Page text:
From country to city, indigenous communities lacked proper water and sanitation services. “The reasoning behind this deliberate failure to build infrastructure was that Africans were supposed to be ‘temporary’ residents in urban areas,” says Burke, “and to build even minimal infrastructure of this kind would have been an admission that urban populations were permanent. So even given the corruption of the postcolonial Zimbabwean state, they inherited a water and sanitation infrastructure that was in many respects deliberately crippled and lacking capacity.”
Mugabe’s government, according to Burke, dedicated little effort to improving the already inadequate infrastructure. “At the very least, by the early 1990s, the government was already beginning a process of ‘hollowing out’ key government departments, using them largely as a dumping ground for patronage jobs while paying little heed to the need to deliver effective services to the public,” he says.
Burke explains that corruption occurred in the shadow of land reform. “There was very little investment made in expanding the capacity of public services or infrastructure where expansion was needed, and funds for maintenance of existing infrastructure were poorly spent or diverted to an increasing degree as the 1990s wore on. In many ways, the controversy over land reform was a calculated attempt to divert international and local attention from the acceleration of internal corruption. This affected water and sanitation as much as any other area of service.”
More Suffering Anticipated?
Not surprisingly, as Zimbabwe survives another year of drought, unprecedented inflation, and a worsening cholera outbreak, calls for Mugabe’s resignation sound more urgently than ever. Mugabe is fighting back. He asserts that the U.K. is using the outbreak of disease to wage war in the country and oust him from power.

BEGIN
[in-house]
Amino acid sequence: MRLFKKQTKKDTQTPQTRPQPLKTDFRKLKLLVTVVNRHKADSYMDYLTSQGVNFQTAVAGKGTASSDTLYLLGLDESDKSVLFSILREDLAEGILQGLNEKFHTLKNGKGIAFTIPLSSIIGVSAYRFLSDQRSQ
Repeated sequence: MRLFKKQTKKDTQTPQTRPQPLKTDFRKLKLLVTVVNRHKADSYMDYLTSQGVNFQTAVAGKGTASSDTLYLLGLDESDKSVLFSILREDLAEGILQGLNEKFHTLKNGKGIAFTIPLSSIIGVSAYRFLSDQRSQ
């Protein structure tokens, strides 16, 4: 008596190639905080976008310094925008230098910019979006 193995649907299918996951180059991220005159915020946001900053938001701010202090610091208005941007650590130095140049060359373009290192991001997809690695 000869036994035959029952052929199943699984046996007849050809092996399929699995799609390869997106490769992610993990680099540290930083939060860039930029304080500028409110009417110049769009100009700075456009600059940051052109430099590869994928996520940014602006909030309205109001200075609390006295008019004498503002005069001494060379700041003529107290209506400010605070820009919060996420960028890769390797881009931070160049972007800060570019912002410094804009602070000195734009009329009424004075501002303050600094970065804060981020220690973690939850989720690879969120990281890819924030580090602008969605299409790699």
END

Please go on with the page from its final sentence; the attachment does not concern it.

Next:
Although the stress on the economy and the human suffering suggests that Mugabe’s regime is failing, Burke maintains that even if the Zimbabwe leader fell, little would improve.
“What I think global observers don’t understand about Zimbabwe,” he says, “is that it is presently an undeclared military dictatorship. I don’t mean to minimize Mugabe’s own personal authority and political skills. He continues to exert a surprising degree of personal control, using some of the tactics that he has employed his entire life.
“But the effective power behind the scenes is a small set of military officers and police commanders. They are the ones who do not want to allow the opposition to take power, or to allow any serious reform to take place. They also have very little interest in improving governance or services, only in protecting their own wealth and power from scrutiny.”??
Sarah Haughn is a reporter and writer for Circle of Blue, the online independent news organization covering the global freshwater crisis. Reach her at circleofblue.org/contact.